How Physiotherapy Can Help You with Your Osteoarthritic Knee
The human body grows until 25-30 years of age, and slowly starts to experience changes in its anatomical structures and physiological functions. This wear and tear are negligible until the age of 45 years. After that, we notice these changes in the form of different disorders. One of such conditions is osteoarthritis; a degenerative joint disease that affects large joints of the body causing them to ache, affecting the normal movement.
Knee Osteoarthritis is the most diagnosed arthritis, that starts either post-traumatically or idiopathically. Old age, obesity, and previous trauma are some of the factors that make you more prone to developing this condition.
But HOW will you know if you really have arthritis?
Well, the first symptoms of arthritis are pain and stiffness, that get worse after prolonged activity, and relieved by rest. However, long periods of inactivity exacerbate joint stiffness, causing pain on movement. Gradually, the symptoms get worse as the inflammation increases, causing swelling in the joints, making it more difficult to move. Immediate consultation is required if you notice redness, warmth, swelling around the affected joint.
Nonetheless, a proper diagnosis is made through careful examination and evaluation by an Orthopedic Specialist or a Physical Therapist. Diagnostic and screening tests such as X-rays, Blood test, and MRI (Gold Standard) are done to confirm Osteoarthritis and rule out other maladies. These radiological findings also show the extent of the damage.
So WHAT is the cure?
Although highly prevalent, there is no known cure to the disease. Symptomatic treatment is done through conventional medicine, but it does not improve the condition of the joint, which only gets worse with time. The only way to improve the symptoms, as well as joint condition, is through physical therapy.
It seems unlikely, given that movement worsens the symptoms, that exercise will help it in any way. However, the wear and tear in joints are exaggerated by unequal forces acting on the joint. In simple words, muscle imbalance i.e. tightness or weakness of either group of muscles imposes load on the joint. An appropriate exercise regime combined with certain therapeutic techniques help counter the imbalance and restore normal dynamics.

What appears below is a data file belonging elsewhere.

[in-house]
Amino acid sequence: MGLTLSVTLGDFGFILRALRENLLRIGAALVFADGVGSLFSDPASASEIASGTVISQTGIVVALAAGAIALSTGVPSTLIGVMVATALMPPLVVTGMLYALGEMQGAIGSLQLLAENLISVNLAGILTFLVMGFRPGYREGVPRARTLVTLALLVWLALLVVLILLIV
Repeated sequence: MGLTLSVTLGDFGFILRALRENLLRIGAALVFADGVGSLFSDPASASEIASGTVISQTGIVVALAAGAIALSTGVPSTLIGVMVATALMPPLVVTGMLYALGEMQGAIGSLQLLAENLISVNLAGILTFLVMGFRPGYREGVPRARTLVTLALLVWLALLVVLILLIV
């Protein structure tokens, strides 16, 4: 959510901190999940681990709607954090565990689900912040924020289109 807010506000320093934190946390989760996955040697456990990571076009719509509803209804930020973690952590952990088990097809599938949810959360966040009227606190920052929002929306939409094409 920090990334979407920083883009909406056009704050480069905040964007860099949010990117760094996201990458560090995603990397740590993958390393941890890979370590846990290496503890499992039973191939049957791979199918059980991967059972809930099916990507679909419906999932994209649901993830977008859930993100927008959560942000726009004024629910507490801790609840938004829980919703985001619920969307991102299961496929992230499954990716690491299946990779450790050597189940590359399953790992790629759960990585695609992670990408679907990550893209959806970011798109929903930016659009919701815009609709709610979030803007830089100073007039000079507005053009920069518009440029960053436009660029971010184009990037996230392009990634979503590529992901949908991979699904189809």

Following are the techniques used to treat Knee Osteoarthritis through Physical Therapy:
Hamstring and Calf muscles are more prone to tightening and hence, need to be stretched.
Anterior leg musculature is weakness prone, hence exercises such as straight leg raises and resisted dorsiflexion must be performed to enhance strength without overloading the joint. Cycling is highly recommended for knee osteoarthritis. It effectively loads all muscle groups without loading the knee joint.
·Joint Mobilization Techniques
Only to be performed by trained individuals, mobilization is the most important part of a physical therapy treatment regime. It helps to unload the joint cancelling all forces acting on the joint surfaces.
To understand this concept, you need to know what happens inside an arthritic joint. In every joint, there is a smooth lining around the bones end that ensures smooth movement between the two bones. So, the two ends do not actually touch. Arthritis is mainly the breakdown of the protective layer, leaving the bony ends exposed and there is not much space to move. The friction from the movement roughens the bone ends and it becomes chipped.
Mobilizing the joint means stretching apart the bones, and relieving stress.
It is evident from research that joint mobilization along with targeted manual therapy and exercise is an effective treatment for knee osteoarthritis.
A knee brace can be worn during activities for additional support around the knee.
If the damage is beyond repair, the last resort is surgical replacement of some or all components of the knee joint with prosthetic knee. It relieves pain and disability. Post-operative rehabilitation helps you strengthen the muscles around your knee, taking you through walking re-education, how to move around with an artificial knee joint.
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